“The reason we’re getting into craft beer is that we had to find another avenue,” he says when asked about the comprehensive index of breweries on his Web site. “We needed another reason for people to come into the store, and these are beers with a following.” For that same reason, he also installed a growler station with six rotating taps.

Often, they feature beers from New York craft producers. According to McCulley, Patchogue’s Blue Point Brewing Company is a popular choice for his regular customers, but Peconic Beverage also carries other locals like Great South Bay, Fire Island, Long Ireland and a Brooklyn brewer—Sixpoint—that began canning for the first time last year. He also says he’s looking forward to the appearance of Montauk Brewing Company, yet another craft business that will add to the East End’s ever-expanding variety of beers once they obtain permits and licenses and put the finishing touches on their small brewery.

“Years ago we used to be the only deal in town,” McCulley reveals after a while, almost wistfully, before describing the influx of gas stations and convenience stores that have made things more difficult for an independent beverage distributor. But in an increasingly competitive environment, he sees promise in specializing as well as diversifying—essentially appealing to a dedicated market with a wider selection. Peconic Beverage added a Facebook page, “so beer geeks can know what we have,” McCulley says, before mentioning that he has started offering monthly tasting events to introduce customers to newer styles and brands.

As for delivering craft beer to the seasonal Hamptons crowd, he claims “We tell the estate section not to buy so much at once, so the beer will be fresher.” Still, he laments what he considers inconsistent regulations that limit him to carrying beer, soda and water, while a gas station can sell a wide range of groceries and goods, not to mention beer. “We’re able to sell chips, but not salsa,” McCulley says. “Cigarettes, but not lighters. Legally, we can’t even sell coolers.” But with time and the help of a lobbyist, he and other C-license holders hope they can convince lawmakers in Albany to change the legislation that prevents them from stocking much more than the beverages that they’ve offered area drinkers for more than four decades. “We don’t really think it’s fair. And we don’t sell gas.”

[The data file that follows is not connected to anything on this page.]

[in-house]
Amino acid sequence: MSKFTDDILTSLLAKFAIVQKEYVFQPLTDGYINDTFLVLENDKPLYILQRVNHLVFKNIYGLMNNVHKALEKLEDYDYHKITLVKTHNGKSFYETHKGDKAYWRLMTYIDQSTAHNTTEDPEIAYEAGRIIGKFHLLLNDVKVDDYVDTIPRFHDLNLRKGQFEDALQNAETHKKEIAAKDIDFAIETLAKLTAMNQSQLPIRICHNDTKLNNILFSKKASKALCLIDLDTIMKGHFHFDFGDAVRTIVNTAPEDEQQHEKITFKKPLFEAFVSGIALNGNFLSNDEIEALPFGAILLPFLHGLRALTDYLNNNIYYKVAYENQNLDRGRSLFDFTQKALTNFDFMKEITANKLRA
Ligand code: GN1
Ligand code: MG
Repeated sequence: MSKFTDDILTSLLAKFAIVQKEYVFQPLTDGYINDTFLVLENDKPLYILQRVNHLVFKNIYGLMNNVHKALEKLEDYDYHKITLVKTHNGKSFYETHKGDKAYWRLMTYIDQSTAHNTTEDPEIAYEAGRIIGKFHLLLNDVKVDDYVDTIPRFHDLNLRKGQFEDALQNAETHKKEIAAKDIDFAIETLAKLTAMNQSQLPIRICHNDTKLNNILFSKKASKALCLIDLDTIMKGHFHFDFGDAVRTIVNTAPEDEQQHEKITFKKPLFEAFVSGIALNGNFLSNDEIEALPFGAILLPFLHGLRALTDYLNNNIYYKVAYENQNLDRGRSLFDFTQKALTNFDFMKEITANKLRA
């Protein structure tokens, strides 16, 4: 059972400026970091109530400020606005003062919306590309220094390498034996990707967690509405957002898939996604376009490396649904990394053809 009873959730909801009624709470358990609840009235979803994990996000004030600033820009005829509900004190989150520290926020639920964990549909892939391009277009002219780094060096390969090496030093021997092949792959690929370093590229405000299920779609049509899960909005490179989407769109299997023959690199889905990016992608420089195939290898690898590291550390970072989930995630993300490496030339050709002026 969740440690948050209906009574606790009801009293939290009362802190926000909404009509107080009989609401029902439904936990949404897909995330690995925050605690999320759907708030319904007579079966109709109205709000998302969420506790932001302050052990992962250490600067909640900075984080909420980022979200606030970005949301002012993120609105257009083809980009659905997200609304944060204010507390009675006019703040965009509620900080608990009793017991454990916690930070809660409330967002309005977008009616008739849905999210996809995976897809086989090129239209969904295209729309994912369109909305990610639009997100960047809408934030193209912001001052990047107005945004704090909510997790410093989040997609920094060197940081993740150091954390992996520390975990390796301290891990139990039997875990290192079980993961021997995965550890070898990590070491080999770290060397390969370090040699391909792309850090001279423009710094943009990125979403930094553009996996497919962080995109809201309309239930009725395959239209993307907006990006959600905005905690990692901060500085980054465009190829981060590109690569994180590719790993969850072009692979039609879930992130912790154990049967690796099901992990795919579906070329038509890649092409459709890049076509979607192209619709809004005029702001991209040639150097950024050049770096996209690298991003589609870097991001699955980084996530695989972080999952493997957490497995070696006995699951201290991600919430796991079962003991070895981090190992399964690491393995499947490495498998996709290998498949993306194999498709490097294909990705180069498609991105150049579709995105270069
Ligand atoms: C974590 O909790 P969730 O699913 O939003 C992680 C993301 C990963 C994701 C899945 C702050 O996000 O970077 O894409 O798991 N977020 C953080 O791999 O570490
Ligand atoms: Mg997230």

Change may yet come to Southampton and its surroundings, but in the meantime, if you’re anywhere between Shinnecock Bay and Montauk Point, Peconic Beverage remains a destination for those in search of good beer. Elude the dog days of summer in the temperature-controlled cave, grab a refillable growler or price out a half keg of your favorite seasonal brew.

Of course, if you’re thirsty (or entertaining) you don’t have to stop there. The cider selection is dependable, and includes hand-pressed hard cider from McKenzie’s in upstate New York. Rumor has it they sell a fair amount of bottled water here, too.

Ben Keene lives in Brooklyn and writes about beer, books and travel for DRAFT, All About Beer and Rails to Trails.